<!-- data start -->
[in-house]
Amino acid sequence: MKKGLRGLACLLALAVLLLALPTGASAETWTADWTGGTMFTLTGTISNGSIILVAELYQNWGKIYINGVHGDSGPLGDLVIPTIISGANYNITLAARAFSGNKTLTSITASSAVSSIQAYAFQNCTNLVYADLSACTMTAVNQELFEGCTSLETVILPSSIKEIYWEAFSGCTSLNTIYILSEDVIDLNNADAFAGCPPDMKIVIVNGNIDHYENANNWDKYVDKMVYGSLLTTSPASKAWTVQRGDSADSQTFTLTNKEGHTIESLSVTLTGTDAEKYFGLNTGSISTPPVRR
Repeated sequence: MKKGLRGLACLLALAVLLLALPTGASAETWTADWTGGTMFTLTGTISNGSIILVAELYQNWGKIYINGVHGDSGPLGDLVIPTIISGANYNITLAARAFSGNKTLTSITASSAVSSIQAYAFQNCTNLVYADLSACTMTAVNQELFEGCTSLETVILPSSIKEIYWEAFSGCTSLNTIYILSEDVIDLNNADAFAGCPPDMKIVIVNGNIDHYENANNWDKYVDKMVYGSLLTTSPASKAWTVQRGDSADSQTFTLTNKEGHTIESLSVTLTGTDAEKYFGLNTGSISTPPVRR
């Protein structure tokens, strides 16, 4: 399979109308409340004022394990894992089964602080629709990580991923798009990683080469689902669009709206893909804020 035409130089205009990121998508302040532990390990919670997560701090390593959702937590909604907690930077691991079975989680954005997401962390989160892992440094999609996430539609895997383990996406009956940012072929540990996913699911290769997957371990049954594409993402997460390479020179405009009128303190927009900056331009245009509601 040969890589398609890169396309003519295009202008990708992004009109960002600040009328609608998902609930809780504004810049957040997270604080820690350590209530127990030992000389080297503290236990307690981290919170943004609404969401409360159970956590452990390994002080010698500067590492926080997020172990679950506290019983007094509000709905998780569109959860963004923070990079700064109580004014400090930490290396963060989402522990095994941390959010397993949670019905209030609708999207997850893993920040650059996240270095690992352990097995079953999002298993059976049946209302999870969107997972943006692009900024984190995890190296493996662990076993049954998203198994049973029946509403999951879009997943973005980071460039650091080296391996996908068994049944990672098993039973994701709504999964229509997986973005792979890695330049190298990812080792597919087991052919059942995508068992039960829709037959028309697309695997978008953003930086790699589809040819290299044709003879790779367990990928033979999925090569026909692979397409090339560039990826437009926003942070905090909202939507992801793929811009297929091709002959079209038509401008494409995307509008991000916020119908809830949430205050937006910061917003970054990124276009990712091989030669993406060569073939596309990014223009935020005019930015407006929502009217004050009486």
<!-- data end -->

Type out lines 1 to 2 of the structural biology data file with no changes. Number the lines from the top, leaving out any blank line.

[in-house]
Amino acid sequence: MKKGLRGLACLLALAVLLLALPTGASAETWTADWTGGTMFTLTGTISNGSIILVAELYQNWGKIYINGVHGDSGPLGDLVIPTIISGANYNITLAARAFSGNKTLTSITASSAVSSIQAYAFQNCTNLVYADLSACTMTAVNQELFEGCTSLETVILPSSIKEIYWEAFSGCTSLNTIYILSEDVIDLNNADAFAGCPPDMKIVIVNGNIDHYENANNWDKYVDKMVYGSLLTTSPASKAWTVQRGDSADSQTFTLTNKEGHTIESLSVTLTGTDAEKYFGLNTGSISTPPVRR